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Cheap Air Beds Buying Guide

While air beds used to be simple and usually saggy affairs that were blown up with a hair dryer or hand pump, today's selection includes an array of choices at various price points with features designed for comfort and convenience. You can spend $300 dollars or more on a deluxe, queen-sized air mattress with a headboard and electric pump or as little as $25 on a camping-style air bed.

Expensive air mattresses tend to be higher and plusher, constructed with more air chambers, and outfitted with built-in electric pumps that can be operated by remote control; some are marketed as full-time beds. But the features and performance of air beds has improved to such an extent that a low-cost air mattress is a perfectly suitable choice for overnight visitors.

Only a few manufacturers of cheap air mattresses are recognizable brand names. Coleman, known for its outdoor gear, is a major player. Others with presence in the market include Wenzel, AeroBed, and Intex; an online search is bound to turn up a dozen more. Cheap air beds are available at major big-box retailers, outdoor stores, and on ecommerce sites.

There's an element of risk involved when shopping for an air mattress. Unlike regular mattresses, air mattresses are difficult to test out yourself because they are rarely inflated in a showroom. That said, there are features to look for that can help you decide which cheap air bed will most likely suit your needs. It's worth noting that many negative reviews of inexpensive air mattresses complain about air leaks, but some loss of air -- i.e., changes in firmness -- is to be expected with cheap air mattresses, especially over the course of a few days and in colder conditions when the air is compressed. (Users also report that the air inside the mattress can get uncomfortably cold when the ambient temperature drops, so consider placing an insulating layer under the sheet.)

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The height of an air bed is one factor to consider. The more deluxe the mattress, the higher from the floor you'll be. We found some as high as 25 inches, which isn't any lower than a mattress and box spring, while camping air mattresses are about 5 to 8 inches thick. The length and width of the air mattress is also important. Although price is often associated with size, it's possible to find a good budget queen-size air mattress. An air pump is often included with good cheap air mattresses; if there is no pump, figure on spending $10 to $50 more to buy one. Finally, the way the air is distributed affects the surface feel of the mattress. Multiple air chambers provide firmer support than one chamber, and some cheap air mattresses feature a type of inner coil construction that also reduces sagging.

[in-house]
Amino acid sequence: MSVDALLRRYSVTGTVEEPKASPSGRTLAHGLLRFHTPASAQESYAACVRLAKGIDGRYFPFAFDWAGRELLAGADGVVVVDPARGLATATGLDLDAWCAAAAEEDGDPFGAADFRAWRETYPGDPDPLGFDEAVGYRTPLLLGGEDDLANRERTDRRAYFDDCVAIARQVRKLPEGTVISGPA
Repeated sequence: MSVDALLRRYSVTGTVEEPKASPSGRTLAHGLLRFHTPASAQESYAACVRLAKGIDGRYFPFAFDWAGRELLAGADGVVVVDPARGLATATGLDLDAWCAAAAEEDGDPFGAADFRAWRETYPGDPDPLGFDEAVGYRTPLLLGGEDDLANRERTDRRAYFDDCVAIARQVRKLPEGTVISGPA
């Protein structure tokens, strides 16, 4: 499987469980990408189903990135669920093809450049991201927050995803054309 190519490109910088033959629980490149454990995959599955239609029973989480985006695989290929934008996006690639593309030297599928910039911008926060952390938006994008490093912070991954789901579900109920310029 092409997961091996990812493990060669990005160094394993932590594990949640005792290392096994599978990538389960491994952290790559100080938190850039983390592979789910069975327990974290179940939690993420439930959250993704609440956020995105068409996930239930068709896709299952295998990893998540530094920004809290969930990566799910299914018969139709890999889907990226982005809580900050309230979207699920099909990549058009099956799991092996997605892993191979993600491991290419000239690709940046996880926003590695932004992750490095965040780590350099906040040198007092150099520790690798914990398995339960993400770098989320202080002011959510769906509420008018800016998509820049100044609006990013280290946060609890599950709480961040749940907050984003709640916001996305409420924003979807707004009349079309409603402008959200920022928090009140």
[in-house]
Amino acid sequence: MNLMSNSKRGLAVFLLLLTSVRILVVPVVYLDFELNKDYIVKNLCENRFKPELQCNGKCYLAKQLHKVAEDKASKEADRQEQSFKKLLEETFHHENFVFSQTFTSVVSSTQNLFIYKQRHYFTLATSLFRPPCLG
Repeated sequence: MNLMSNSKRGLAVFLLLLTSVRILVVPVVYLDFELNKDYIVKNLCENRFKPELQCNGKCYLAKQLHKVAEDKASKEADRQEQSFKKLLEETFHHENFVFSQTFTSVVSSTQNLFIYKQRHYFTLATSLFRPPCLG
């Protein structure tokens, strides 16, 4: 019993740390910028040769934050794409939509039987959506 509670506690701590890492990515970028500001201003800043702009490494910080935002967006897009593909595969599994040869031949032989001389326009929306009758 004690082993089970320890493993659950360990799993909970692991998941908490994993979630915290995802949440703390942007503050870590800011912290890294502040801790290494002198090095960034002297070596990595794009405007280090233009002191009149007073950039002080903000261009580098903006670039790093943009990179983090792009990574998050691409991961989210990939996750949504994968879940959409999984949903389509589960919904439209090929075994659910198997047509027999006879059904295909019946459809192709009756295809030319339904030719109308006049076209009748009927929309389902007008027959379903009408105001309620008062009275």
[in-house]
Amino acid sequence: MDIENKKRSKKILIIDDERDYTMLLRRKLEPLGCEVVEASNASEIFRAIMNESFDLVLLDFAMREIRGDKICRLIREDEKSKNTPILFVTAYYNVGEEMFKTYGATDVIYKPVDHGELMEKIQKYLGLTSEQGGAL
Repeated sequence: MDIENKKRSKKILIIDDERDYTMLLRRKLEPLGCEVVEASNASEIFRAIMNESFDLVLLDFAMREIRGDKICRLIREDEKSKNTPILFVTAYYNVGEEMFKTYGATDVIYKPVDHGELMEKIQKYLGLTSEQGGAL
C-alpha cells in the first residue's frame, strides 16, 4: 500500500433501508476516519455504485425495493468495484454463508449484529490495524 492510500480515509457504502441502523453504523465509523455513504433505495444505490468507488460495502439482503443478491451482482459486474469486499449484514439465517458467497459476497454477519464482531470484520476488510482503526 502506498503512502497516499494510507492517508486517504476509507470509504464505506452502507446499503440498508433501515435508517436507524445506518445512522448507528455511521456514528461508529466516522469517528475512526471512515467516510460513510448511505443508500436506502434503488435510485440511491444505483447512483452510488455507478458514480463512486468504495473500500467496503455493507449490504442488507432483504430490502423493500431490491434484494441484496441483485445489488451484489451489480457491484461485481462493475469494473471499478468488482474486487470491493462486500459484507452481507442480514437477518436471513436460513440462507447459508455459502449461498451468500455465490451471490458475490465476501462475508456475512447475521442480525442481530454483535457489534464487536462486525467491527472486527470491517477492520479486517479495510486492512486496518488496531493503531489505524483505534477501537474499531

After reading scores of reviews, we came up with a list of the best cheap air mattresses out there. At the top of the list is the Intex Raised Downy Queen Airbed (starting at $50), which comes with a built-in electric pump, inflates to 22 inches, and earns praise for comfort and convenience. The Coleman SUV Quickbed (starting at $25) is our top choice for a cheap camping air mattress; it fits in an SUV or tent and users say it's sufficiently comfortable for short-term sleeping needs. Our picks for runner-up are the Coleman 4-in-1 Quickbed (starting at $40), whose multi-functionality as two separate twin beds, double-stacked in twin mode, or zipped together as a king-size mattress wins legions of fans; the AeroBed Guest Choice (twin starting at $58; queen starting at $65), is a relatively comfortable model that inflates and deflates with ease but doesn't always stay firm through the night. One cheap air mattress that gives users fits is the AeroBed EcoLite (twin starting at $80; queen starting at $100), which is dinged for its battery-powered air pump that doesn't suit today's want-it-instantly zeitgeist.

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